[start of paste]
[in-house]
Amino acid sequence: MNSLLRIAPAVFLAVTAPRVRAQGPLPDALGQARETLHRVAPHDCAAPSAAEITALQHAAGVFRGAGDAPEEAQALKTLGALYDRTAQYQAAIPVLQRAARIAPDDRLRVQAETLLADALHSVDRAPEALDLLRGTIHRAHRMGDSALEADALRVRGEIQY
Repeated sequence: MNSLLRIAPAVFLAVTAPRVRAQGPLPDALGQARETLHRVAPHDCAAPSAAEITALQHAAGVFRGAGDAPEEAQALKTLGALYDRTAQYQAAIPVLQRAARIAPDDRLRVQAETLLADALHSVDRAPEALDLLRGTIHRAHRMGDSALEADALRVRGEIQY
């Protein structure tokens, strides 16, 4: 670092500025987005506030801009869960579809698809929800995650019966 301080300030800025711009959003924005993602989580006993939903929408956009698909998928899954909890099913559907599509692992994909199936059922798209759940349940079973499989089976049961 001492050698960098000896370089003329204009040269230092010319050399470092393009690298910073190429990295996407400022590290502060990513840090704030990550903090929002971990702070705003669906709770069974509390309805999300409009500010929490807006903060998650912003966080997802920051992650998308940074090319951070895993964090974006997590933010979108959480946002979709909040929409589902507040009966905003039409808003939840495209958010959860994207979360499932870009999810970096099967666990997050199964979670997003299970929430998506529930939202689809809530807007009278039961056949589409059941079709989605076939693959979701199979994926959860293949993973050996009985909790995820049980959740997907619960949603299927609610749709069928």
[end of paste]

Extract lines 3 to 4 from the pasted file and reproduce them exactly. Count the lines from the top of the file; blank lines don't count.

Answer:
Repeated sequence: MNSLLRIAPAVFLAVTAPRVRAQGPLPDALGQARETLHRVAPHDCAAPSAAEITALQHAAGVFRGAGDAPEEAQALKTLGALYDRTAQYQAAIPVLQRAARIAPDDRLRVQAETLLADALHSVDRAPEALDLLRGTIHRAHRMGDSALEADALRVRGEIQY
């Protein structure tokens, strides 16, 4: 670092500025987005506030801009869960579809698809929800995650019966 301080300030800025711009959003924005993602989580006993939903929408956009698909998928899954909890099913559907599509692992994909199936059922798209759940349940079973499989089976049961 001492050698960098000896370089003329204009040269230092010319050399470092393009690298910073190429990295996407400022590290502060990513840090704030990550903090929002971990702070705003669906709770069974509390309805999300409009500010929490807006903060998650912003966080997802920051992650998308940074090319951070895993964090974006997590933010979108959480946002979709909040929409589902507040009966905003039409808003939840495209958010959860994207979360499932870009999810970096099967666990997050199964979670997003299970929430998506529930939202689809809530807007009278039961056949589409059941079709989605076939693959979701199979994926959860293949993973050996009985909790995820049980959740997907619960949603299927609610749709069928």